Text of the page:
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Reed predicts HR talent migration in 2014

More than 60% of HR professionals fear talented employees will leave their organisations in 2014 and 44% of HR professionals will be job hunting this year, a new study has found.

Research published by recruitment company Reed has suggested businesses must do more to retain top talent, as 62% have no talent management strategy in place.

Reed surveyed 2,500 employees and employers across various industry sectors and broke down the findings by job sector. Specific findings for HR was derived from 150 professionals.

The results showed lower levels of risk for losing talent across all job sectors compared to HR. Only 43% of employees said they were worried about losing top workers, while 33% of employees stated plans to change jobs in 2014.

Reed group managing director Tom Lovell suggested stagnant pay and a lack of benefits, revealed by the study, were to blame.

More than half (54%) of HR professionals and 66% of employees said they had not received a pay rise in the past 12 months.

“Despite a need to attract and retain talent within their organisation, many businesses aren’t investing in their workforce through pay or their benefits, such as training, and this will impact on the overall satisfaction rating for their workforce,” Lovell said.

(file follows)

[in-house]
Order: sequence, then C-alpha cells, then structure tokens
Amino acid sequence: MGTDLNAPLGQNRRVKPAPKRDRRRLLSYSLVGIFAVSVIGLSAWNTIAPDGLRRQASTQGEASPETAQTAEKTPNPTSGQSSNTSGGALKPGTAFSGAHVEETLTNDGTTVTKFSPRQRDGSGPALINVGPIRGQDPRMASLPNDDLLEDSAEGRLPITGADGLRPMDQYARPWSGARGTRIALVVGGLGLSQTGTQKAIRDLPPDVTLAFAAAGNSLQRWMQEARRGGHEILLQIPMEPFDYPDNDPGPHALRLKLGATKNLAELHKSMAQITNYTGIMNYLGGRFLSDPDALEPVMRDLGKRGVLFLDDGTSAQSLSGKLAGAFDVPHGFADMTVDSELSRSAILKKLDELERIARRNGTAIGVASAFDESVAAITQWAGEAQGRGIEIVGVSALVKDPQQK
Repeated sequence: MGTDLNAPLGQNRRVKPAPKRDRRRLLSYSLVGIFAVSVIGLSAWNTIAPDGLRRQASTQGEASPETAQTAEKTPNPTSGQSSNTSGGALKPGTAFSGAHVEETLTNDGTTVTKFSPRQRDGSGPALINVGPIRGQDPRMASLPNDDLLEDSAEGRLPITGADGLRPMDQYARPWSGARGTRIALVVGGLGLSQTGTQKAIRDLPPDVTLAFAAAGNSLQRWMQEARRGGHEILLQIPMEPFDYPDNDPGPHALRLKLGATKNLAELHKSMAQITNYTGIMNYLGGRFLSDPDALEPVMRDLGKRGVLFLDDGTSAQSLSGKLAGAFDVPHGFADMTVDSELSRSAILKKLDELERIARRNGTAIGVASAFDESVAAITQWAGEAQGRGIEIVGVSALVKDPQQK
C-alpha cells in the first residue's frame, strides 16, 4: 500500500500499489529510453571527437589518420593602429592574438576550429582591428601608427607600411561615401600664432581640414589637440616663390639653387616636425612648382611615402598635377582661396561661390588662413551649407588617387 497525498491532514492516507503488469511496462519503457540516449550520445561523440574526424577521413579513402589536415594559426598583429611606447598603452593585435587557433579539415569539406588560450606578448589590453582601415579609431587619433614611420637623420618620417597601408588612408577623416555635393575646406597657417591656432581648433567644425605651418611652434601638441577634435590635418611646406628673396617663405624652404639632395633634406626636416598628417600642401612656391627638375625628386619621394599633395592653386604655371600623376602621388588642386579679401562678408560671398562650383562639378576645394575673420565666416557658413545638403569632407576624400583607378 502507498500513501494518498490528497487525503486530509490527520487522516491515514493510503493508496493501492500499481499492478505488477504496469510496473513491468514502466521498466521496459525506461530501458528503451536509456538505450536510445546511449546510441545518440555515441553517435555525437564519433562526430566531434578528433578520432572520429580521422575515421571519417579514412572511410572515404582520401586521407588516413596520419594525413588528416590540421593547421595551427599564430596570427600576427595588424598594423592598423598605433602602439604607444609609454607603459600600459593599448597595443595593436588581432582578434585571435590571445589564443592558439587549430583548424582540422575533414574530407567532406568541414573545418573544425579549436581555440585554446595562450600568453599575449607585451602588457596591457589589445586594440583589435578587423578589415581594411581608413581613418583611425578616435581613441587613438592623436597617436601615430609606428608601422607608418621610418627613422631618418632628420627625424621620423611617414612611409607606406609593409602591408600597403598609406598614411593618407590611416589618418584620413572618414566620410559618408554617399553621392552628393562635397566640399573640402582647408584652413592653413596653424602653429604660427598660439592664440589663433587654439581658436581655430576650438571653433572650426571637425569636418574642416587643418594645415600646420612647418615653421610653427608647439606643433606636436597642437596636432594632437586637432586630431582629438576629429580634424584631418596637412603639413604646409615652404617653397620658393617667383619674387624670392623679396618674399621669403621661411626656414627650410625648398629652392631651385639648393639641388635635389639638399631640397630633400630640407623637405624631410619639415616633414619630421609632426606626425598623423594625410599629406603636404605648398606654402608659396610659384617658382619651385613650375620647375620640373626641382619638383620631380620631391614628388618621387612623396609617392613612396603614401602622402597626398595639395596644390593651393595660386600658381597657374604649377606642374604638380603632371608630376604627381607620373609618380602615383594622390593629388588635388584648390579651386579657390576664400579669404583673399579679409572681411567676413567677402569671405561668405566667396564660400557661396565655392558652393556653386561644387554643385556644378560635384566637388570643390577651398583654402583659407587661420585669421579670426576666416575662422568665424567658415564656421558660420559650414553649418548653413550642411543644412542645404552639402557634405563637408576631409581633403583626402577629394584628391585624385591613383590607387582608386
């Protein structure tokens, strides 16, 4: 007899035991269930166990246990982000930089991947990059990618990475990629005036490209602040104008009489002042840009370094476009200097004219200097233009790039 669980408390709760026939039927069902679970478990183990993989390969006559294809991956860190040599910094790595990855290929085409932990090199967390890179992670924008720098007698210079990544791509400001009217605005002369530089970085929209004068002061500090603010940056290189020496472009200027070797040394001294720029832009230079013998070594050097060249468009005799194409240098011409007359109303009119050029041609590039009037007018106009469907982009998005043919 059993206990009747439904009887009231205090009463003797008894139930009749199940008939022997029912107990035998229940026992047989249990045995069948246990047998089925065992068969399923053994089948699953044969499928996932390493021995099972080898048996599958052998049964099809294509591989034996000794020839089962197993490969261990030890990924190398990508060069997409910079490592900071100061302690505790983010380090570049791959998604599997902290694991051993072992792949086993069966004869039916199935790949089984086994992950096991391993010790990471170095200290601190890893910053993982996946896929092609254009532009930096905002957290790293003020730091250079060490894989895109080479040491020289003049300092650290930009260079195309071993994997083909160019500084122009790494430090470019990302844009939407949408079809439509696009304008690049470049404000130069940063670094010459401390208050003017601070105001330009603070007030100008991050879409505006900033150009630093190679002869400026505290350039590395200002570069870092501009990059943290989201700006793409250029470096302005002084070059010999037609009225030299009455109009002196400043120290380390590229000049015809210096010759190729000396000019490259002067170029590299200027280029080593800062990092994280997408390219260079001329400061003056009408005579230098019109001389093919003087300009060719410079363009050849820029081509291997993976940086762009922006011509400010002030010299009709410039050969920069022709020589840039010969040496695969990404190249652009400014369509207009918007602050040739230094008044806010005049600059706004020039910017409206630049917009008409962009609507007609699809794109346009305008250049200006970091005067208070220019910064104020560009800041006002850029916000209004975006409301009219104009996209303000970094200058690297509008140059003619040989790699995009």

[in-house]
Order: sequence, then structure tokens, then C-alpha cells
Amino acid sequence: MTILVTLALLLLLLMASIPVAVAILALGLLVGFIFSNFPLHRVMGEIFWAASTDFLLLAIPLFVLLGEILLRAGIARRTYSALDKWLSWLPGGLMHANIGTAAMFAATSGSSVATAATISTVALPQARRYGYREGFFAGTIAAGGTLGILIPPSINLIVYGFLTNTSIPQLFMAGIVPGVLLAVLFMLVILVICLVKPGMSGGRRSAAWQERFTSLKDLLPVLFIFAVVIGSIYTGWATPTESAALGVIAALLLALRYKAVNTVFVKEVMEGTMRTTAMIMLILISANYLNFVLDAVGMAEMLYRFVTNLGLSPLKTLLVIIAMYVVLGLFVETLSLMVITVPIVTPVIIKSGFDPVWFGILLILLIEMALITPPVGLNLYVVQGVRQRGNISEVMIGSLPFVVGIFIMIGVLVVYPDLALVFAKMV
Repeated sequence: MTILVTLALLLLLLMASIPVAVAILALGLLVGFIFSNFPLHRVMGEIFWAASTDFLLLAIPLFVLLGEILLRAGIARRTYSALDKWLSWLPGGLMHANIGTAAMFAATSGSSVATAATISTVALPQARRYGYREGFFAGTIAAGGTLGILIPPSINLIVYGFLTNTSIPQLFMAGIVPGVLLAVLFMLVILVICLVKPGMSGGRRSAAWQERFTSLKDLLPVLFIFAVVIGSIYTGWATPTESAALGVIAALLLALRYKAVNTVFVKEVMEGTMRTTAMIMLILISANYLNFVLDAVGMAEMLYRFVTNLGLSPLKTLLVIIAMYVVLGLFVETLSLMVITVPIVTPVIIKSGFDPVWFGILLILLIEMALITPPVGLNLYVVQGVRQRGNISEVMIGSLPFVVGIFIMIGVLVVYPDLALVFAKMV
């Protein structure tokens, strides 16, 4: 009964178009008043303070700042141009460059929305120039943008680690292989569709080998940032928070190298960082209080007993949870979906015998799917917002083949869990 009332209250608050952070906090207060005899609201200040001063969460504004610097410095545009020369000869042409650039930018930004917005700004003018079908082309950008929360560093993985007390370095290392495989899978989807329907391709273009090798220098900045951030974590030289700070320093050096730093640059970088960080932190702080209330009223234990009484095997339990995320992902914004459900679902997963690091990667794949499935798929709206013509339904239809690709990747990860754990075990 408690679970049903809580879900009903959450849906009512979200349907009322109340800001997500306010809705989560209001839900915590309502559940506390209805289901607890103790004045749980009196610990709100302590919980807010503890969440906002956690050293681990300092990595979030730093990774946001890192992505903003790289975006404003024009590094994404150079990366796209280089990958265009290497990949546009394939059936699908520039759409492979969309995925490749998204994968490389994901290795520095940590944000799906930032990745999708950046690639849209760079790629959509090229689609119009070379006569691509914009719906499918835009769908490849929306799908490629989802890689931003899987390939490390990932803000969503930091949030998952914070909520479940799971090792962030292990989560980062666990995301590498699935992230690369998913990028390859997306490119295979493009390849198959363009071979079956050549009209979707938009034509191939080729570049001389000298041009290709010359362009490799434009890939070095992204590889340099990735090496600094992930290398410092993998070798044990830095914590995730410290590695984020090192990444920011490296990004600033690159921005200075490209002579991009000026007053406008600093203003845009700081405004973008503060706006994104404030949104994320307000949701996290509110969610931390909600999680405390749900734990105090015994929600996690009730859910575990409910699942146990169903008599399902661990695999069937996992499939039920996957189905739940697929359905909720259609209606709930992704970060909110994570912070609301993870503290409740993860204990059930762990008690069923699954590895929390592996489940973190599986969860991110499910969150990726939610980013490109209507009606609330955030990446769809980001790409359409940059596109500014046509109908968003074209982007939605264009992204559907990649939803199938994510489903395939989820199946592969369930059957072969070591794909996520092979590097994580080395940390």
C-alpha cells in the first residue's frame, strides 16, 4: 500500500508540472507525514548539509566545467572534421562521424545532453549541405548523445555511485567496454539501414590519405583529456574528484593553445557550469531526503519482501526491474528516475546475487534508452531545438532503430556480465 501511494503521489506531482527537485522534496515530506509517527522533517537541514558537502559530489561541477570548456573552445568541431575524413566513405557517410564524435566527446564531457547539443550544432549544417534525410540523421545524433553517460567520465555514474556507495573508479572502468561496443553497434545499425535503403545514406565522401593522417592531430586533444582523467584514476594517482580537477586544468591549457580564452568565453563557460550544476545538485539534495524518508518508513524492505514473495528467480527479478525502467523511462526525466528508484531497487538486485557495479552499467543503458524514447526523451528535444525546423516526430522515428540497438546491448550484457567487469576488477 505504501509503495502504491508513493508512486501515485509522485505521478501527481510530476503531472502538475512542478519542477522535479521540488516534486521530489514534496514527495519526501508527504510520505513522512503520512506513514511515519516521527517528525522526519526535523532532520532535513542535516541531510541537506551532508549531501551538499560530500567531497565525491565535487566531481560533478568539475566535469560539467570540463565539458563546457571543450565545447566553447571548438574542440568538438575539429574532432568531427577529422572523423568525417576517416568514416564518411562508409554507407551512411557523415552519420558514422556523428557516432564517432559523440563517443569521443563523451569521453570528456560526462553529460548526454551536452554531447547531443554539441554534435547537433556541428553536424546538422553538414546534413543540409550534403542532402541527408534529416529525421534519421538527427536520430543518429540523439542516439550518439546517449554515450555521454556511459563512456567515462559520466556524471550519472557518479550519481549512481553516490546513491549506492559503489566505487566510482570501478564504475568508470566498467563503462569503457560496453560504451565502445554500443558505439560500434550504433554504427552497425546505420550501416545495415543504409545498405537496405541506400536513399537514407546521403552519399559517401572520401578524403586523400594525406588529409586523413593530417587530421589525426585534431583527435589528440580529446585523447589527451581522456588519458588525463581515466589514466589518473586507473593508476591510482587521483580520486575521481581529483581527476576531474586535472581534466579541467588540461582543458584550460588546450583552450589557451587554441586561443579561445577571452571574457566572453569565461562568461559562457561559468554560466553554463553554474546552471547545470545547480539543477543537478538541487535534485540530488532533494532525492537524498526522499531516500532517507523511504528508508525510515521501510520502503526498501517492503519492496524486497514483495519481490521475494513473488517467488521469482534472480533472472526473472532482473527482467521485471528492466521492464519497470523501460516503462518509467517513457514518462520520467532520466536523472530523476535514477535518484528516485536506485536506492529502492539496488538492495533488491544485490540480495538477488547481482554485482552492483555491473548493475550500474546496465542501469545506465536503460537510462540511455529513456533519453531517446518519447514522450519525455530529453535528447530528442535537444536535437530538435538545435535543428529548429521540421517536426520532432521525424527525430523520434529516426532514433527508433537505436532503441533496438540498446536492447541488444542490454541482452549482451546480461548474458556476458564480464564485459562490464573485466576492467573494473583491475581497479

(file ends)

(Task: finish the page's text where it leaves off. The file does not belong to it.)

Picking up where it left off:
“Businesses need to invest in both their employee brand reputation and talent management to attract people with the right skills to their organisation and hold on to employees with the right talent.”

In spite of these findings, the survey did reveal high satisfaction levels among HR professionals – 79% reported being satisfied or very satisfied in their current role compared to 70% across all sectors.

But Lovell warned that employers had to do more to retain staff as the number of job opportunities had increased by 28% year-on-year.

“As the economy continues to strengthen and job opportunities rise, the competition for quality candidates will increase, and businesses can’t afford to lose out,” he said.

Across all job sectors, 37% of employees said they had not received a pay rise, bonus, training or entertainment benefits over the past year.